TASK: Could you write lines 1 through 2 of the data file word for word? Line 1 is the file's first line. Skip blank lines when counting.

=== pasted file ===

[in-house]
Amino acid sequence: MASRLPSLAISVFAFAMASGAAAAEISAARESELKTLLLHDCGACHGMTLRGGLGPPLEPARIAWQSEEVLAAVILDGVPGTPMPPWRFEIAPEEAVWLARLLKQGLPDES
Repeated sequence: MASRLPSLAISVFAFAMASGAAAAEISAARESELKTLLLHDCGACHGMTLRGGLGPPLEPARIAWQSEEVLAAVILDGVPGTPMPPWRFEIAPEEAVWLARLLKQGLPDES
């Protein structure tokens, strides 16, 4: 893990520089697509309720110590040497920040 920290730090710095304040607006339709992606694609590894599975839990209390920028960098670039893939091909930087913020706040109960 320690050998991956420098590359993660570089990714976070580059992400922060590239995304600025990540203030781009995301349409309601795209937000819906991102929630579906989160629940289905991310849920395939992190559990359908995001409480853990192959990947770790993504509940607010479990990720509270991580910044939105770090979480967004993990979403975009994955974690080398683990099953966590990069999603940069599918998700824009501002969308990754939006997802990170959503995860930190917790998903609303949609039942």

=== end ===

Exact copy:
[in-house]
Amino acid sequence: MASRLPSLAISVFAFAMASGAAAAEISAARESELKTLLLHDCGACHGMTLRGGLGPPLEPARIAWQSEEVLAAVILDGVPGTPMPPWRFEIAPEEAVWLARLLKQGLPDES